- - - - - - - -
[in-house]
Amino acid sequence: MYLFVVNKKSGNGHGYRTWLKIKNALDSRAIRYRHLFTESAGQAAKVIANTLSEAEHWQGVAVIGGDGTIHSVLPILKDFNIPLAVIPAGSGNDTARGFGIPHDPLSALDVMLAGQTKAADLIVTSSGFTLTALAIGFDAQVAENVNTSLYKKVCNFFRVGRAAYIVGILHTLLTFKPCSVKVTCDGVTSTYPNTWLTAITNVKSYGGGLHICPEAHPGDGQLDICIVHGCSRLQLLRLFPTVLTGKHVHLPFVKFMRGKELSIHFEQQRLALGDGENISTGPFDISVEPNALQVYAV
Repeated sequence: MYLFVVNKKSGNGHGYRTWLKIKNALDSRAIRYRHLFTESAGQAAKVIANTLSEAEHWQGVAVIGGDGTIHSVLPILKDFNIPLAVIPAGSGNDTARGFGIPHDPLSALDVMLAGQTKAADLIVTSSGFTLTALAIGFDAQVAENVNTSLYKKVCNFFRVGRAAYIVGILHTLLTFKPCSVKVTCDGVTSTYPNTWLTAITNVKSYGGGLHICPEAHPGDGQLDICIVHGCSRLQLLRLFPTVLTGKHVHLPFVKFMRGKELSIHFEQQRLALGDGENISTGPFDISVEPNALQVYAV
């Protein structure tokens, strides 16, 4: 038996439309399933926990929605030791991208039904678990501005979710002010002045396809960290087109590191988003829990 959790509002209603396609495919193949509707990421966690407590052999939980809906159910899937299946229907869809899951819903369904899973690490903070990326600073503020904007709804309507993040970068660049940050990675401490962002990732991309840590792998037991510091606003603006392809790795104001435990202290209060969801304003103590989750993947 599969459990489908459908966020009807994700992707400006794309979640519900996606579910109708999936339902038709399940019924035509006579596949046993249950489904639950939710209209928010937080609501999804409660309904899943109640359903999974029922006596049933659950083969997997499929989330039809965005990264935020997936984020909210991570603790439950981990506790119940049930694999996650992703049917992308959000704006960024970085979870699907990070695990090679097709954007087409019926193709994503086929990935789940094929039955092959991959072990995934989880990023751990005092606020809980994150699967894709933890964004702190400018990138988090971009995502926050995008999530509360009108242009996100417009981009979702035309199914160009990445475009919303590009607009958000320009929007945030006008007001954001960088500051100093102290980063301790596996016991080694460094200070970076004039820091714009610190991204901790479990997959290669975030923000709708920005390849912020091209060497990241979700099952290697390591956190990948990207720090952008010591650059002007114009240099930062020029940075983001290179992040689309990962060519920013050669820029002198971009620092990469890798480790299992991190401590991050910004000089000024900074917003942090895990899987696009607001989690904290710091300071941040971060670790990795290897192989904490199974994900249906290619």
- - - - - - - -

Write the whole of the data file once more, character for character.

[in-house]
Amino acid sequence: MYLFVVNKKSGNGHGYRTWLKIKNALDSRAIRYRHLFTESAGQAAKVIANTLSEAEHWQGVAVIGGDGTIHSVLPILKDFNIPLAVIPAGSGNDTARGFGIPHDPLSALDVMLAGQTKAADLIVTSSGFTLTALAIGFDAQVAENVNTSLYKKVCNFFRVGRAAYIVGILHTLLTFKPCSVKVTCDGVTSTYPNTWLTAITNVKSYGGGLHICPEAHPGDGQLDICIVHGCSRLQLLRLFPTVLTGKHVHLPFVKFMRGKELSIHFEQQRLALGDGENISTGPFDISVEPNALQVYAV
Repeated sequence: MYLFVVNKKSGNGHGYRTWLKIKNALDSRAIRYRHLFTESAGQAAKVIANTLSEAEHWQGVAVIGGDGTIHSVLPILKDFNIPLAVIPAGSGNDTARGFGIPHDPLSALDVMLAGQTKAADLIVTSSGFTLTALAIGFDAQVAENVNTSLYKKVCNFFRVGRAAYIVGILHTLLTFKPCSVKVTCDGVTSTYPNTWLTAITNVKSYGGGLHICPEAHPGDGQLDICIVHGCSRLQLLRLFPTVLTGKHVHLPFVKFMRGKELSIHFEQQRLALGDGENISTGPFDISVEPNALQVYAV
């Protein structure tokens, strides 16, 4: 038996439309399933926990929605030791991208039904678990501005979710002010002045396809960290087109590191988003829990 959790509002209603396609495919193949509707990421966690407590052999939980809906159910899937299946229907869809899951819903369904899973690490903070990326600073503020904007709804309507993040970068660049940050990675401490962002990732991309840590792998037991510091606003603006392809790795104001435990202290209060969801304003103590989750993947 599969459990489908459908966020009807994700992707400006794309979640519900996606579910109708999936339902038709399940019924035509006579596949046993249950489904639950939710209209928010937080609501999804409660309904899943109640359903999974029922006596049933659950083969997997499929989330039809965005990264935020997936984020909210991570603790439950981990506790119940049930694999996650992703049917992308959000704006960024970085979870699907990070695990090679097709954007087409019926193709994503086929990935789940094929039955092959991959072990995934989880990023751990005092606020809980994150699967894709933890964004702190400018990138988090971009995502926050995008999530509360009108242009996100417009981009979702035309199914160009990445475009919303590009607009958000320009929007945030006008007001954001960088500051100093102290980063301790596996016991080694460094200070970076004039820091714009610190991204901790479990997959290669975030923000709708920005390849912020091209060497990241979700099952290697390591956190990948990207720090952008010591650059002007114009240099930062020029940075983001290179992040689309990962060519920013050669820029002198971009620092990469890798480790299992991190401590991050910004000089000024900074917003942090895990899987696009607001989690904290710091300071941040971060670790990795290897192989904490199974994900249906290619």